Statement Sleeves: love or loathe? Let's discuss...
When it comes to all things style, I’m usually pretty decisive. I’m not prone to procrastination or dithering over my clothing choices and being north of 45, I'm pretty sure of what works for me and my lifestyle. Until, that is, you get me on the subject of the statement sleeve. You see, despite being an early adopter of the trend, I’m still a bit yay and nay about them. My old stylist side loves them – visual, dramatic and shoot like a dream – while my consumer side sometimes wonders if they are actually more bother than they are worth.
Let me cut to the chase and explain in a little pros and cons list.
The Pros of Statement Sleeves
1. Instant impact. On goes the top, jumper or jacket and you’re instantly on trend, Instagram ready and of the moment – even if your bottom half is lagging severely behind the times.
2. They are usually long with a wide opening at the cuff/hem meaning not only do they camouflage that often tricky upper arm area, they also make your wrists look slimmer.
3. They are ageless and look as great on an eighty-year-old as they do on an eighteen-year-old.
4. They’re a serial catwalk trend that the high street has totally embraced, meaning there’s a fantastic selection out there at all different price points.
The Cons of Statement Sleeves
1. Often impossible to cook or eat in – unless you enjoy living dangerously around a gas hob or partial to wearing your soup, rather than your heart, on your sleeve.
2. You often can’t get a jacket on with them and if you can, the sleeves usually either bunch up and bulk out your arms or dangle down to your knuckles. Either way, not the most flattering.
3. They make you lazy. OK, they make me lazy. Rather than think about pulling together a fresh, new look from my closet, I’m now in the habit of just grabbing some jeans and throwing on a statement sleeve sweater or top and, if I really want to make an effort, a necklace - statement, of course.
4. Everyone is wearing them and there’s a bit of an underlying competition to outdo the ‘standard’ statement sleeve meaning some are getting to the ridiculous stage.
Cons aside, I’m going to stick with them, not least because I’ve now bought so many of them (I mostly wear self coloured tops on television to avoid clashing with guests or my male co-presenters so the sleeves help add some interest) and it would be wasteful, to the point of wicked, to get rid of them. Also I’ve now lived with them long enough to have found ways to make them ‘work’ a little better for me and, if you're considering or maybe struggling with statement sleeves, these little tips may well work for you too.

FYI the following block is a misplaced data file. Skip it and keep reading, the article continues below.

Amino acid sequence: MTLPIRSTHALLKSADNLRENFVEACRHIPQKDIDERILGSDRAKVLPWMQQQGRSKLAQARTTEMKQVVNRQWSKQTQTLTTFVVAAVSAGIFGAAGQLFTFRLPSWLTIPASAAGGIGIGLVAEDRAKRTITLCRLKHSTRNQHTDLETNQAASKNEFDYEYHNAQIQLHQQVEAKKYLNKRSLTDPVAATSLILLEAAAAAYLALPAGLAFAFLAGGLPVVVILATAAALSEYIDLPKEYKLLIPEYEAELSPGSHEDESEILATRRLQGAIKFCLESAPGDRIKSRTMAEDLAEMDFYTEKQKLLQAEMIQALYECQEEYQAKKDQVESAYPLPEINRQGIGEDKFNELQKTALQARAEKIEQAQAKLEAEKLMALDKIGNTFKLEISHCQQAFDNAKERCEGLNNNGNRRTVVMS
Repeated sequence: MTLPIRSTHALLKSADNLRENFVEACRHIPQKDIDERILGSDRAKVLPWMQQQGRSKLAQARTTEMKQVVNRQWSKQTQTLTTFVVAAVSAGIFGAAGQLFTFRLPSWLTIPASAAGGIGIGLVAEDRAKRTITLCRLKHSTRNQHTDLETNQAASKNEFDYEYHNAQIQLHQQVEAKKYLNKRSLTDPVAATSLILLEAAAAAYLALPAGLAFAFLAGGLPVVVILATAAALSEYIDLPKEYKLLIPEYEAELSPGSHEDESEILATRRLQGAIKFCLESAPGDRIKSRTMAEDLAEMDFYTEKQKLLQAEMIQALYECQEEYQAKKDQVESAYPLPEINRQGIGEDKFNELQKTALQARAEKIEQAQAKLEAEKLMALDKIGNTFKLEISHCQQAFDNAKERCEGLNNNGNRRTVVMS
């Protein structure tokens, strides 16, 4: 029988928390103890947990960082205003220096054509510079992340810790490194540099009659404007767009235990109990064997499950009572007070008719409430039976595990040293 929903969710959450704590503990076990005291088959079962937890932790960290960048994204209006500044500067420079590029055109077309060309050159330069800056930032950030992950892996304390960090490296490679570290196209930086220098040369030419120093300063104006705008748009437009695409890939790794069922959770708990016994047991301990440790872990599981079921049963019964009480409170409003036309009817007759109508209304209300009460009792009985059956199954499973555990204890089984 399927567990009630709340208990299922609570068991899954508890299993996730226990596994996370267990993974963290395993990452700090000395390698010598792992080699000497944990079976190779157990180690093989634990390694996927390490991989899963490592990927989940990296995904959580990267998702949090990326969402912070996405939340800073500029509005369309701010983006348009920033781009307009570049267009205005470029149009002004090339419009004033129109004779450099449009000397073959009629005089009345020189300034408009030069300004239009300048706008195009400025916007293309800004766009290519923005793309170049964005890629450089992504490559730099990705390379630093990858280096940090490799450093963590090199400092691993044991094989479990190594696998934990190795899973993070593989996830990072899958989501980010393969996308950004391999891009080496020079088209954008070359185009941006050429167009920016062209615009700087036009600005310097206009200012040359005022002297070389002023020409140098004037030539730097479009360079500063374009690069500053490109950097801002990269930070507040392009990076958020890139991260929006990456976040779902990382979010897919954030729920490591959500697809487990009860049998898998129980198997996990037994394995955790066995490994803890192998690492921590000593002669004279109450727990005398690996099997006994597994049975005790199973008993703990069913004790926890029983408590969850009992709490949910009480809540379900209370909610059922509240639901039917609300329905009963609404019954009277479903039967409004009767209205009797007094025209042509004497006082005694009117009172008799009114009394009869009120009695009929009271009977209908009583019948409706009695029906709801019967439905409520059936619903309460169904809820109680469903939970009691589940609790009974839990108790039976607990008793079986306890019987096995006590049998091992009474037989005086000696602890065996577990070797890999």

Want to hear my tips?
First up, chunky fluted or bell and balloon sleeves are best for days when you don’t need a coat. I usually just team my favourites with an oversized scarf if I’m feeling the chill and carry a pair of leather gloves. The images directly below are an example of me wearing my fave Zara soft touch top, with a blanket style scarf from H&M thrown on top.
If you are going to attempt a jacket, try to fold the sleeve in on itself. It doesn’t completely stop it crushing but it does help - a bit - with the bunching up.
A cross body bag works well with chunky styles too but if you can’t see passed a shoulder bag, make sure the strap’s a decent length. Too short and bunching becomes an issue again on some tops and especially sweaters.
Let the sleeve be your main point of interest, so don't over accessorise otherwise it can get a bit busy. A good example is the Topshop sweater pictured below. The only addition here is a long thin scarf I've kept tight to my neck in a bid to keep the look, if not the sleeves themselves, clean.
Consider shortening the sleeves to bracelet or ¾ length. That way you still get the statement look but may actually be able to eat easily.
If you follow me on Instagram you'll know I love an oversized look but you don need to be careful here as a voluminous sleeve paired with a full skirt or paper bag style trouser top can make you look bigger than you are. I tend to stick with a slimmer silhouette on my bottom half to balance the look out.
Ironing can be a pain at the best of times but especially on cotton fluted or ruffled sleeves. I tend to use a steamer on them to get rid of ceases but if you're iron has a continuous steam function that will work too. Simply pop on a hanger and steam away. A new take on being 'totally steaming'.
If you opt for anything with a tie or ribbon detail, consider sewing them in situ to avoid constant retying. It sounds petty but it's a total pain and easily solved with a couple of stitches.
Make your statement sleeve the last thing you put on by going down the jacket or chunky cardi route as I've done here in this balloon sleeve knit from River Island pictured below.
So what's you take on a statement sleeve? Love or loathe? And have you any tips or advice on wearing them? If so, don't be shy in getting in touch either by email or by the comments section below. Also do let me know if you'd like me to start doing a high street edit in my posts with some sartorial suggestions. Happy to do that but don't want you to think I'm trying to sell to you!
All Photography by Susie Cormack Bruce